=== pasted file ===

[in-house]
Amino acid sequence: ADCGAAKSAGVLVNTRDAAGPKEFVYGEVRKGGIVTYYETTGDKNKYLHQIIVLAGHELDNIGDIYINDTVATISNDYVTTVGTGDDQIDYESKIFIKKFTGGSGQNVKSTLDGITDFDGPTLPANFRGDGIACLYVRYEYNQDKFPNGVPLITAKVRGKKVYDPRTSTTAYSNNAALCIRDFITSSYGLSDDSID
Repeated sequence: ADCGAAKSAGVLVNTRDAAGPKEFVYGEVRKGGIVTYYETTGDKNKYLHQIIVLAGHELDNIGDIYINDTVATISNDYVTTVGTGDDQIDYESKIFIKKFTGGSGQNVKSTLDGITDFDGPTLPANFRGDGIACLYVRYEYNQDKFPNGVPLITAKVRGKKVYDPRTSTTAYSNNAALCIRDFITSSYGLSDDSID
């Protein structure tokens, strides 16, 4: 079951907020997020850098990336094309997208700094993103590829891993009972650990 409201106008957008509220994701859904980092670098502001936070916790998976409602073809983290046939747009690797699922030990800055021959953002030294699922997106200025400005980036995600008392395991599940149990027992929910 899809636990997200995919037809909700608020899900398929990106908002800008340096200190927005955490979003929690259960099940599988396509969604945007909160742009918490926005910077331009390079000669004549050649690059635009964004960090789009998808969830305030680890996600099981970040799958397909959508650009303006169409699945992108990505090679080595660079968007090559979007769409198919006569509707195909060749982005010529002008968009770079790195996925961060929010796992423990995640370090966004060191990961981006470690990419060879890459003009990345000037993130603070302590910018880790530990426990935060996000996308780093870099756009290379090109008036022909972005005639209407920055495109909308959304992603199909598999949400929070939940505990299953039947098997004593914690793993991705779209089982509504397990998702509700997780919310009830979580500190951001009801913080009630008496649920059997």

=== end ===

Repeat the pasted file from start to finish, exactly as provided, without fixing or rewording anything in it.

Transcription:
[in-house]
Amino acid sequence: ADCGAAKSAGVLVNTRDAAGPKEFVYGEVRKGGIVTYYETTGDKNKYLHQIIVLAGHELDNIGDIYINDTVATISNDYVTTVGTGDDQIDYESKIFIKKFTGGSGQNVKSTLDGITDFDGPTLPANFRGDGIACLYVRYEYNQDKFPNGVPLITAKVRGKKVYDPRTSTTAYSNNAALCIRDFITSSYGLSDDSID
Repeated sequence: ADCGAAKSAGVLVNTRDAAGPKEFVYGEVRKGGIVTYYETTGDKNKYLHQIIVLAGHELDNIGDIYINDTVATISNDYVTTVGTGDDQIDYESKIFIKKFTGGSGQNVKSTLDGITDFDGPTLPANFRGDGIACLYVRYEYNQDKFPNGVPLITAKVRGKKVYDPRTSTTAYSNNAALCIRDFITSSYGLSDDSID
């Protein structure tokens, strides 16, 4: 079951907020997020850098990336094309997208700094993103590829891993009972650990 409201106008957008509220994701859904980092670098502001936070916790998976409602073809983290046939747009690797699922030990800055021959953002030294699922997106200025400005980036995600008392395991599940149990027992929910 899809636990997200995919037809909700608020899900398929990106908002800008340096200190927005955490979003929690259960099940599988396509969604945007909160742009918490926005910077331009390079000669004549050649690059635009964004960090789009998808969830305030680890996600099981970040799958397909959508650009303006169409699945992108990505090679080595660079968007090559979007769409198919006569509707195909060749982005010529002008968009770079790195996925961060929010796992423990995640370090966004060191990961981006470690990419060879890459003009990345000037993130603070302590910018880790530990426990935060996000996308780093870099756009290379090109008036022909972005005639209407920055495109909308959304992603199909598999949400929070939940505990299953039947098997004593914690793993991705779209089982509504397990998702509700997780919310009830979580500190951001009801913080009630008496649920059997």